“I have been working closely with the various stakeholders and felt it was important to make the details specific and public so that we can all work together in implementing the shared campus plan,” Anderson said.
Ashton applauded NPS for listening to the community before drafting its final proposal.
“The proposal addresses many of the concerns expressed by the community and school leaders of the charter schools and traditional public schools during the last few months,” Ashton said. “Several positive steps were taken to engage the school leaders and school community on the plans. They were given the opportunity to discuss the opportunities and challenges and I am optimistic that the school leaders will come together to create a positive school community for all students.”
District officials said the NPS would host open houses and other community events for charter and district schools that are sharing space where families can learn about how shared campuses work, hear about the missions of the respective schools, and begin to build a cohesive school community. Several meetings already occurred last week.
Over the summer, training will be offered to establish decision-making teams at the school level to meet regularly to plan and resolve emergent issues.
In addition to creating space for charter schools, the plan will also make classrooms available to four new high schools that will be run in partnership with NPS. The new schools are: Bard High School Early College Newark (BHSEC), Newark Bridges High School, Newark Hybrid High, and Newark Leadership Academy.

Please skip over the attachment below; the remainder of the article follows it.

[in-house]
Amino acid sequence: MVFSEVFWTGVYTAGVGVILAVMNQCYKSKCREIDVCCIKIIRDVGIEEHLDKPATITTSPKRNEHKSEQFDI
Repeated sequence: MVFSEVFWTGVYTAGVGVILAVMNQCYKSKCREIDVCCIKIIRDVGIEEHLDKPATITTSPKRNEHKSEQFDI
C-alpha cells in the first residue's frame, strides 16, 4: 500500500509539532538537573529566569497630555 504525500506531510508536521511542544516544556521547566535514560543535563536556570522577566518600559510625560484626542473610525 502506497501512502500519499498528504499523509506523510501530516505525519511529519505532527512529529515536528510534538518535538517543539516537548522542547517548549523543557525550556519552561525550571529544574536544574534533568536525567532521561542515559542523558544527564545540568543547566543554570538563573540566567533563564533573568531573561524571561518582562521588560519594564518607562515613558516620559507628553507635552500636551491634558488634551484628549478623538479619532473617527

Ray Peterson, who was appointed Monday as the principal of Bard High School Early College Newark, said he is looking forward to starting in Newark in September. The school will share space with two charters in the Camden Street Middle School.
“I’m excited to be part of bringing Bard’s early college program to Newark Public Schools,” Peterson said. “The parents and students I have met seem to share in this excitement and we join them as we look forward to an innovative and engaging new school.”
Specific Plan Details:
Burnet Street Building – Burnet Street Elementary School and Great Oaks Charter School
Camden Middle School Building – People’s Prep Charter School, New Day Charter School and Bard High School Early College
200 Washington Street – YEES Center and Newark Hybrid High
Newark Vocational Building – Newark Leadership Academy and Newark Vocational HS
13th Avenue Building – 13th Avenue Elementary and North Star Elementary III Charter School.
15th Avenue Building – North Star Elementary II Charter School
Camden Middle School into Camden Elementary
Fast Track High School and Middle School (from multiple locations) into Harold Wilson and Pathways
Broadway Elementary into Luis Munoz Marin Middle
Elliott Street into Old First Avenue
15th Avenue Students will choose between South 17th Street and 14th Avenue schools
To Be Determinied
TEAM Academy Charter School – Spark
Newark Bridges Academy